Retirement Age Expectations Affect the Retirement DecisionApril 2013
A "usual retirement age" can serve as a reference point
Research has shown that 62 and 65 are the ages most frequently reported as being the "usual retirement ages" (URAs). In one study, only about 13 percent of participants reported an age other than 62 or 65 as being the URA, or the age at which people "who work with you or have the same kind of job" retire.1
The reference point can shape individuals' retirement preferences
If people are used to hearing that 62 is "the retirement age," as opposed to it being the "early retirement age," convincing them to wait past age 62 to claim benefits may be difficult, because 62 has become the anticipated retirement age—the reference point.2
Depending on the reference point, individuals interpret different outcomes as "gains" or "losses," which can affect claiming age preferences
One analysis3 showed that when claiming benefits at age 65 was described as resulting in a loss from an age-68 reference point, more people preferred to claim at age 68 than when claiming benefits at age 68 was described as a gain from an age-65 reference point.
Thus, the language used to describe the benefit claiming decision can shift retirement expectations and preferences toward early or delayed retirement.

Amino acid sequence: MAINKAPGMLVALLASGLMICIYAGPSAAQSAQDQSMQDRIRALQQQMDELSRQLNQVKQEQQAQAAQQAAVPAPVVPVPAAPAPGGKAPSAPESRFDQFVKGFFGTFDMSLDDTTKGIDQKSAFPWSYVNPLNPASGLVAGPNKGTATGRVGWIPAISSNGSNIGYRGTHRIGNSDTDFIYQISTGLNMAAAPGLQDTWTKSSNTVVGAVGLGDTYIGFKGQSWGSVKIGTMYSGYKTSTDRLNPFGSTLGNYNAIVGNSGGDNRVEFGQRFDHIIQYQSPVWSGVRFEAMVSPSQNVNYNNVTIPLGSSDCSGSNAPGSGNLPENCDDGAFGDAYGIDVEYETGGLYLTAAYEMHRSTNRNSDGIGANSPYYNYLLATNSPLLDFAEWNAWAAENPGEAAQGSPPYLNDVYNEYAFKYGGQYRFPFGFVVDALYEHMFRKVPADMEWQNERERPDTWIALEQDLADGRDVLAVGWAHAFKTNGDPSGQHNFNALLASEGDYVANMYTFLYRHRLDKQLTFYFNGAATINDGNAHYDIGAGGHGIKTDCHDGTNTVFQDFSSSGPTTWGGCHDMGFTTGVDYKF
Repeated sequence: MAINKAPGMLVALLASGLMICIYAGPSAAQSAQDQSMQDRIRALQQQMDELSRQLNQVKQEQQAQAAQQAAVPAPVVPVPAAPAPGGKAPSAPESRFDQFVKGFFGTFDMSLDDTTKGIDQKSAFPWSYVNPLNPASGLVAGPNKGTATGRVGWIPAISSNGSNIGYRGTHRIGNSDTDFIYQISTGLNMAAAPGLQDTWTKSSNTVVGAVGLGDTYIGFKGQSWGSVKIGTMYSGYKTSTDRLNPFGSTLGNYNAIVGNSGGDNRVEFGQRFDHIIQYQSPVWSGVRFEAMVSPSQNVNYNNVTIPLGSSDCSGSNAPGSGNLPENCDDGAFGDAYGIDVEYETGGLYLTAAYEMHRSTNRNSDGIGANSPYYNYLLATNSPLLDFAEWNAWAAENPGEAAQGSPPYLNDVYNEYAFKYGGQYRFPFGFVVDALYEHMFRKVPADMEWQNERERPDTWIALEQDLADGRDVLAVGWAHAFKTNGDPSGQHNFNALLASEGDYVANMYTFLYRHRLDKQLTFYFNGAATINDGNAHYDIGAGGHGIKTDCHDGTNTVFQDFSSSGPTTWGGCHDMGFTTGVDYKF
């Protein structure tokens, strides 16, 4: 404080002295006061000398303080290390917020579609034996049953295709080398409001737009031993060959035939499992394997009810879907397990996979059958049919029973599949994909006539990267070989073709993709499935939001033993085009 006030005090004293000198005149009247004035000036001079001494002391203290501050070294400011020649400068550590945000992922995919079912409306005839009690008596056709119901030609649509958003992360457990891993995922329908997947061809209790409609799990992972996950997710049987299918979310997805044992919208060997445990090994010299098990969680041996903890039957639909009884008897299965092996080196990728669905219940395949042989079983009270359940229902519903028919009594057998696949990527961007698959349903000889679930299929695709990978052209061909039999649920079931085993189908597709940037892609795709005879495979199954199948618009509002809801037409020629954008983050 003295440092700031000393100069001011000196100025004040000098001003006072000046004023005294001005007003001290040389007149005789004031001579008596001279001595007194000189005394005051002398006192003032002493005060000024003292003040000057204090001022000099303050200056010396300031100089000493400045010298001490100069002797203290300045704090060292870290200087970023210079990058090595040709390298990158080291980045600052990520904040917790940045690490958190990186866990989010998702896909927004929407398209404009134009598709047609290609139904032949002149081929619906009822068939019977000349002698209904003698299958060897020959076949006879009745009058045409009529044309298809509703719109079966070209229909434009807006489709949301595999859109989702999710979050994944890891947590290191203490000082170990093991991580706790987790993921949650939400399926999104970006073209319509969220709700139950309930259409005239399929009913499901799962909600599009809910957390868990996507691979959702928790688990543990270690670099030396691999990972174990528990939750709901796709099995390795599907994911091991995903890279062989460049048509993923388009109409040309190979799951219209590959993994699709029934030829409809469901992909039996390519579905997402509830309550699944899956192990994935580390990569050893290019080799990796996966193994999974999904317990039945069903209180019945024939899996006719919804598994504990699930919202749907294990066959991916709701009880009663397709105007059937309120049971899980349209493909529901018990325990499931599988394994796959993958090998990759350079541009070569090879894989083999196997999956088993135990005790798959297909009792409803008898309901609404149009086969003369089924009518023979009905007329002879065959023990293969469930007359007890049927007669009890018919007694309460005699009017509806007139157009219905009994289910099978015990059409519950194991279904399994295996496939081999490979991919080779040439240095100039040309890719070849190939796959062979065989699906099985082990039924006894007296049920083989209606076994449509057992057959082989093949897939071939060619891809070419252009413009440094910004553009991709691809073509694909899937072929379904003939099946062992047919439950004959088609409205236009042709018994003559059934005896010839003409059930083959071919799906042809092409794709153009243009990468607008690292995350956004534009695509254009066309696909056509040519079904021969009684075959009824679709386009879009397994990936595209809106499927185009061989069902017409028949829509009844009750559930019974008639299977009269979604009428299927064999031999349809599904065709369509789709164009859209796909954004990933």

NOTES: All content is simplified for presentation. Please see source material for full details and caveats.
The findings and conclusions presented in this summary are those of the authors and do not necessarily represent the views of the agency.
- Individuals' expectations about retirement can have important consequences for their retirement decisions.4
- For example, expectations can lead to the establishment of reference points.5
- Reference points can change how individuals interpret outcomes, including those involving Social Security claiming ages.2
- This shift in interpretation occurs because individuals evaluate options relatively as gains or losses from a specified reference point.
- Loss refers to a reduced monthly benefit for claiming early.
- Gain refers to an increased monthly benefit for delaying claiming.6
1 Brown, Charles. 2006. "The Role of Conventional Retirement Age in Retirement Decisions." Working Paper No. WP 2006-120. Ann Arbor, MI: University of Michigan Retirement Research Center.
2 Knoll, Melissa A.Z. 2011. "Behavioral and Psychological Aspects of the Retirement Decision." Social Security Bulletin 71(4): 15–32.
3 Fetherstonhaugh, David, and Lee Ross. 1999. "Framing Effects and Income Flow Preferences in Decisions about Social Security." In Behavioral Dimensions of Retirement Economics, Chapter 6. Washington DC: Brookings Institution Press and Russell Sage Foundation.
4 Lusardi, AnaMaria. 1999. "Information, Expectations, and Savings for Retirement." In Behavioral Dimensions of Retirement Economics, Chapter 3. Washington DC: Brookings Institution Press and Russell Sage Foundation.
5 Kahneman, Daniel, and Amos Tversky. 1979. "Prospect Theory: An Analysis of Decision under Risk." Econometrica 47(2): 263–292.
6 Lifetime benefits should be about the same for anyone living to the average life expectancy, regardless of when they claim retirement benefits (between the ages of 62 and 70).